Nuclear Cities - Exhibition Text - Minshar, Tel Aviv, 2013.
In her second solo exhibition, Michal Rubens examines places and moments in history that have been abandoned, that have frozen in time and almost disappeared. These places and moments have left imprints on our reality, which Rubens closely observes through her work, giving them new, haunted life.
Coincidentally, the exhibit's opening date is April 25, the anniversary of the disaster at the Chernobyl Nuclear Power Plant. The Chernobyl disaster led to the evacuation of the entire city of Pripyat in the Ukraine. This city, the inspiration for Rubens' paintings, was a "nuclear city", built specifically to house the power plant's employees and their families. Pripyat was abandoned and has remained exactly as it was then—a testament to the tragedy took place there.
This is the point of departure for Rubens' paintings, in which not a single human figure appears. Her paintings portray the abandoned plant, shown from a distance, and an abandoned playground, shown from up close. The paintings do not convey a panicked escape, but rather suggest remnants of life and nature, silent and disturbing in their beauty.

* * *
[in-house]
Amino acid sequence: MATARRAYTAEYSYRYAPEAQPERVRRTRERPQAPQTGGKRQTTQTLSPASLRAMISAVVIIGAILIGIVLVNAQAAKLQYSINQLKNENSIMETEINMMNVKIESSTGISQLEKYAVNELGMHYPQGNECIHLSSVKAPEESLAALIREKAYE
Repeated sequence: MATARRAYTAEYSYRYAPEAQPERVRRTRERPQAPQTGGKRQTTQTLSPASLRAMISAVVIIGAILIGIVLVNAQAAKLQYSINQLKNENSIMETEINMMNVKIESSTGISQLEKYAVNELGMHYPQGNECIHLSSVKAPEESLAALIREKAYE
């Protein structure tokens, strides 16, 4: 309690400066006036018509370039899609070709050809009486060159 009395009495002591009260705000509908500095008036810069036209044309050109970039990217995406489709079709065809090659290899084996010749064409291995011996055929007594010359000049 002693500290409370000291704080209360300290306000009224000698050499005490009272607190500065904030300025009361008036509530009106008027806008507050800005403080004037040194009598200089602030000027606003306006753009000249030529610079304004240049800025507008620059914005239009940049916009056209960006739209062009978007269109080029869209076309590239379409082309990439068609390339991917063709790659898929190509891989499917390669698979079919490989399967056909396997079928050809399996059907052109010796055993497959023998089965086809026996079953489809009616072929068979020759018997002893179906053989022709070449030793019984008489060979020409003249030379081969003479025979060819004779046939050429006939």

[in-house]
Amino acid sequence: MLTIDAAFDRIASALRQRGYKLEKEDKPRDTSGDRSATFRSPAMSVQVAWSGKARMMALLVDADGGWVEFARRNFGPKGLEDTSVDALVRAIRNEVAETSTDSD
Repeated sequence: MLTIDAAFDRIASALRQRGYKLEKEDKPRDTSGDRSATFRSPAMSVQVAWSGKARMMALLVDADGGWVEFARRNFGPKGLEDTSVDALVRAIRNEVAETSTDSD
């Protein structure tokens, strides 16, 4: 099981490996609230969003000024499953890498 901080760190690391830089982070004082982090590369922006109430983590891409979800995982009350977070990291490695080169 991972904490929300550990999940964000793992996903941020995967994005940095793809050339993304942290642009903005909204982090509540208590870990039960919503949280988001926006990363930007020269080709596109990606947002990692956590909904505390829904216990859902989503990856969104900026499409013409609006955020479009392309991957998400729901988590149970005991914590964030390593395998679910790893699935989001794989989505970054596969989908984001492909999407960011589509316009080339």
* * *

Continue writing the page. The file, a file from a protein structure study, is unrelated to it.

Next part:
Scenery covers up the absence of action. It usually hides emptiness, but here it exposes it. If the work had sound it would be electronic, like an internal scream, a grating whine of hypnotic fear.
These paintings mourn, with no sentimentality, everything that has frozen in time and stopped in place. What should be free and dynamic, like a beautiful, mesmerizing Ferris wheel, has become an ice castle. It doesn't matter if it's a city or a country that has taken its own life, or a promising childhood that has left nothing but a shell, inadequate scenery — Zeev Engelmayer on the paintings of Michal Rubens
Curator: Sari Golan Sarig